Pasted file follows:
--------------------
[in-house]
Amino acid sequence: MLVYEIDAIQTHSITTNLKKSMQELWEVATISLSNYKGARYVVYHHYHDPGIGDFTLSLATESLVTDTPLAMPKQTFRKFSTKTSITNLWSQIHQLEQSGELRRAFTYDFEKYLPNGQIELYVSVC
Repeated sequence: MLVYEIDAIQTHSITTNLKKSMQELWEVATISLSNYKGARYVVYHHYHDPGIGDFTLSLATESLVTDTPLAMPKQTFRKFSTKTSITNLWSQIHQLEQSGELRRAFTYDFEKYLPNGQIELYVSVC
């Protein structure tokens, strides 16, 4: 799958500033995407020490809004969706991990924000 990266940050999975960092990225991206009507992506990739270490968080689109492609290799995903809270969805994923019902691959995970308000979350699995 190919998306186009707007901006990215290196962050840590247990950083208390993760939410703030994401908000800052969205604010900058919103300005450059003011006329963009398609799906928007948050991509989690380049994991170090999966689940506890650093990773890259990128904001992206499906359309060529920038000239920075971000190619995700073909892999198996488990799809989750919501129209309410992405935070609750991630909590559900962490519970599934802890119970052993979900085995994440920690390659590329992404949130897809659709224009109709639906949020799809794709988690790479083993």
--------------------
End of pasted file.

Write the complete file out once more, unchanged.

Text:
[in-house]
Amino acid sequence: MLVYEIDAIQTHSITTNLKKSMQELWEVATISLSNYKGARYVVYHHYHDPGIGDFTLSLATESLVTDTPLAMPKQTFRKFSTKTSITNLWSQIHQLEQSGELRRAFTYDFEKYLPNGQIELYVSVC
Repeated sequence: MLVYEIDAIQTHSITTNLKKSMQELWEVATISLSNYKGARYVVYHHYHDPGIGDFTLSLATESLVTDTPLAMPKQTFRKFSTKTSITNLWSQIHQLEQSGELRRAFTYDFEKYLPNGQIELYVSVC
């Protein structure tokens, strides 16, 4: 799958500033995407020490809004969706991990924000 990266940050999975960092990225991206009507992506990739270490968080689109492609290799995903809270969805994923019902691959995970308000979350699995 190919998306186009707007901006990215290196962050840590247990950083208390993760939410703030994401908000800052969205604010900058919103300005450059003011006329963009398609799906928007948050991509989690380049994991170090999966689940506890650093990773890259990128904001992206499906359309060529920038000239920075971000190619995700073909892999198996488990799809989750919501129209309410992405935070609750991630909590559900962490519970599934802890119970052993979900085995994440920690390659590329992404949130897809659709224009109709639906949020799809794709988690790479083993």